I am working on automatic modulation recognition (non-linear modulations e.g. CPFSK , MSK, …) for my master of science dissertation output and I was wondering if you could help me about which cyclic features can help me for a better results on non-linear v.s non-linear or non-linear v.s linear cases.

    • Mohammad:

      Thanks for your comment and for using the CSP Blog! It sounds like you have made a lot of progress.

      First, I do have a paper with Antonio Napolitano (My Papers [8]) on the cyclostationarity of CPM signals, which includes CPFSK, MSK, and GMSK as special cases. You might want to check that out for some basics on the features you can expect.

      A second point is that MSK is actually exactly equal to a SQPSK signal, and so is a linear modulation from that point of view. It is also exactly a CPM signal with full response rectangular pulses, a binary alphabet, and a modulation index of h=1/2, so it falls in the class of CPM signals too.

      More generally, many CPM signals of interest are approximately linear. I think you can use Laurent’s approximation to find an approximation to a CPM signal that is the sum of several PAM signals, and usually one of those constituent PAM signals has most of the signal’s energy.

      Finally, in my own work I don’t make much of a distinction between linear and nonlinear modulation types. I just try to find out what the spectral correlation function (and, maybe, the cyclic cumulants) looks like. What are the features for the signal, and what is the pattern of exhibited cycle frequencies? Sometimes this is most easily done empirically if the modulation is too crazy, like LTE.

      Hope this helps…

      • mohamad reza says:

        Thanks Dr. Spooner,
        I just read your paper [8] and learned about Laurent’s approximation. I think it would be very helpful extracting higher order features of linear signals e.g. some PAM modulated signals instead of extracting those directly from CPMs. My next challenge is to simulate this approximation.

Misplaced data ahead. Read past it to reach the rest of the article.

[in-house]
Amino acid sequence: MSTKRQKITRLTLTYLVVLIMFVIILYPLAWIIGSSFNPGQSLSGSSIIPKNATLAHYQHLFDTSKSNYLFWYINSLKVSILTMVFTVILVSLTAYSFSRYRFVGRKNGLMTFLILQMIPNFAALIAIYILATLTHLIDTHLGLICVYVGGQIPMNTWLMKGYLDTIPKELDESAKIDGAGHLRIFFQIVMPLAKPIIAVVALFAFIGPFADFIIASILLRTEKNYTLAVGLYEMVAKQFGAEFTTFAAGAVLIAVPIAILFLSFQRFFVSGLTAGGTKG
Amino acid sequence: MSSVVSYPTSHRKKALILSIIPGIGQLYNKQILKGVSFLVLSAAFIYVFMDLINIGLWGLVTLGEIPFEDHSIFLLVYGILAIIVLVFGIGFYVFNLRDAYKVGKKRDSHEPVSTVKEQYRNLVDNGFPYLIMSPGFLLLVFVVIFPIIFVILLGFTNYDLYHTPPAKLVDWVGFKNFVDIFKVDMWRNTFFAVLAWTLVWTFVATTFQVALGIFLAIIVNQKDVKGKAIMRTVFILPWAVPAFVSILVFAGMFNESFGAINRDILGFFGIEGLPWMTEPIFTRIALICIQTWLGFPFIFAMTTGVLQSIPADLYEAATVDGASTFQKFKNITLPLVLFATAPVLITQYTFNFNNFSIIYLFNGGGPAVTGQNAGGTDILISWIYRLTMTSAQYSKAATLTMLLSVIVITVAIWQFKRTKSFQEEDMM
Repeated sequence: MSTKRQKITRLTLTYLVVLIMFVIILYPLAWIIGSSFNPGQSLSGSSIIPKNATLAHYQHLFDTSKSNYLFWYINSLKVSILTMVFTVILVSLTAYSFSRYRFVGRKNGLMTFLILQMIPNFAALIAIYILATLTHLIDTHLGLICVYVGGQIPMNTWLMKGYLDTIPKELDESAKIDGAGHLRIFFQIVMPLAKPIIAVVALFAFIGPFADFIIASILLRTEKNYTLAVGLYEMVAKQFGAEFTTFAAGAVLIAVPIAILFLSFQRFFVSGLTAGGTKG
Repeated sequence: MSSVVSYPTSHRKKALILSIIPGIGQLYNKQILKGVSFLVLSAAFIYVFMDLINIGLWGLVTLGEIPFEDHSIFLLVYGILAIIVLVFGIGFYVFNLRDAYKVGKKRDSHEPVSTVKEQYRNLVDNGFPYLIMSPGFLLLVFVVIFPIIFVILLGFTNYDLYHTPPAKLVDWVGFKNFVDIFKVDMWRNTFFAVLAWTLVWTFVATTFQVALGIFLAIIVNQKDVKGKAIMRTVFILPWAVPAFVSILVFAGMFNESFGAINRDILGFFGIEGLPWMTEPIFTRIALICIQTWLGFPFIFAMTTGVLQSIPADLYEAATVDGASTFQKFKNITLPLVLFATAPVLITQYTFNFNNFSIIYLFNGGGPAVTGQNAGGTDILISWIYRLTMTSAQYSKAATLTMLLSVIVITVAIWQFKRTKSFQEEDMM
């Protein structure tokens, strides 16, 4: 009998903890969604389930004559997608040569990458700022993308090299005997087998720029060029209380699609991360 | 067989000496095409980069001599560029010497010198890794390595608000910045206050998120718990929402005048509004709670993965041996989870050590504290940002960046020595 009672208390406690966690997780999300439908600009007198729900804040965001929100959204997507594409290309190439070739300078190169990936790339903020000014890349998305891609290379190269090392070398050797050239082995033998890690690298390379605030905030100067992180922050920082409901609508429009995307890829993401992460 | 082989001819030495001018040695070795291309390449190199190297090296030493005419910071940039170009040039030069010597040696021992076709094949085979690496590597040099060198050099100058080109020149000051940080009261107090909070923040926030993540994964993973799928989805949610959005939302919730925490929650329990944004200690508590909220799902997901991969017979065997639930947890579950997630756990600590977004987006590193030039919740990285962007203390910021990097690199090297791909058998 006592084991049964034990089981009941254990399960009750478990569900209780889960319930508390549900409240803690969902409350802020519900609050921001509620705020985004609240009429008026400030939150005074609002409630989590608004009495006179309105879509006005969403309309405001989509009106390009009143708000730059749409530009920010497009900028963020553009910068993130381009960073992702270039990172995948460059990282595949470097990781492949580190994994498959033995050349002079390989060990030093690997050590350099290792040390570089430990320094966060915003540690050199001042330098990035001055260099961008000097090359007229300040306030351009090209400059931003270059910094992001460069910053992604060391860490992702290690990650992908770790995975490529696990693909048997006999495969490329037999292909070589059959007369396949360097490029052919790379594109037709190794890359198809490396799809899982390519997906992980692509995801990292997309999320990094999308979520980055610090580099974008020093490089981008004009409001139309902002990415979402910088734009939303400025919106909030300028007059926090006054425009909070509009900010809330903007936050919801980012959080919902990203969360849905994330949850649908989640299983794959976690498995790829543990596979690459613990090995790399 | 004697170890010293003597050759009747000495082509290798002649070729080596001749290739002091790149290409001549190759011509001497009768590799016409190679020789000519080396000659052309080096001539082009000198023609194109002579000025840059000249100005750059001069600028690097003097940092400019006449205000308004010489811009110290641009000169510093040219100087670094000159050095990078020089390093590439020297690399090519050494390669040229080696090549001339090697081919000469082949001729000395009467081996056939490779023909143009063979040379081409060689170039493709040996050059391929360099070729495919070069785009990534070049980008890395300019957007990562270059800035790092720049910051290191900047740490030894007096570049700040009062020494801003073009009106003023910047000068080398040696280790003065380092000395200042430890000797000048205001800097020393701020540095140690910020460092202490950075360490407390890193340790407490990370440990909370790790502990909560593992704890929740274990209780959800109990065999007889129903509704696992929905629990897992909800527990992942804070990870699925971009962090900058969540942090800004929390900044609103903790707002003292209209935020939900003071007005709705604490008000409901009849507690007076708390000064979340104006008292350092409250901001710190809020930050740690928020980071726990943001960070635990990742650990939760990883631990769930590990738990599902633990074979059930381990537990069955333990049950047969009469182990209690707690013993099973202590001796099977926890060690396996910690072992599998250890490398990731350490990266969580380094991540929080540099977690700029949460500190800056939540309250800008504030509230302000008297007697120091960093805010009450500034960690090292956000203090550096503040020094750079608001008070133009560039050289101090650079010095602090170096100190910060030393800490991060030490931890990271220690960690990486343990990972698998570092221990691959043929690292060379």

Is there any source I could use to simulate this approximation and get some PAM signals from a CPM modulated signal?
        I really appreciate your help

        • I’m not sure I understand your approach. If you approximate a CPM signal by its dominant PAM signal using the approximation in the referenced paper, and then compute the cyclic moments and cumulants of that dominant PAM signal, those moments and cumulants will not match the moments and cumulants extracted from the CPM signal itself. The approximation is a useful way to get at the basic cycle-frequency pattern exhibited by the CPM signals. It turns out that the cycle-frequency pattern depends on the modulation index. For most modulation indices, the cycle-frequency pattern is that exhibited by high-alphabet PSK, such as 16PSK, provided you don’t consider moment and cumulant orders greater than eight. For some special cases of the modulation index (multiples of 0.5), the cycle-frequency pattern is much different.

          So I would try to learn the cycle-frequency patterns for the particular kinds of CPM signals of interest to you, then simulate those signals, and extract the cyclic cumulants to form classification features.

          Does that make sense? Perhaps I’ve missed something or misinterpreted your remarks…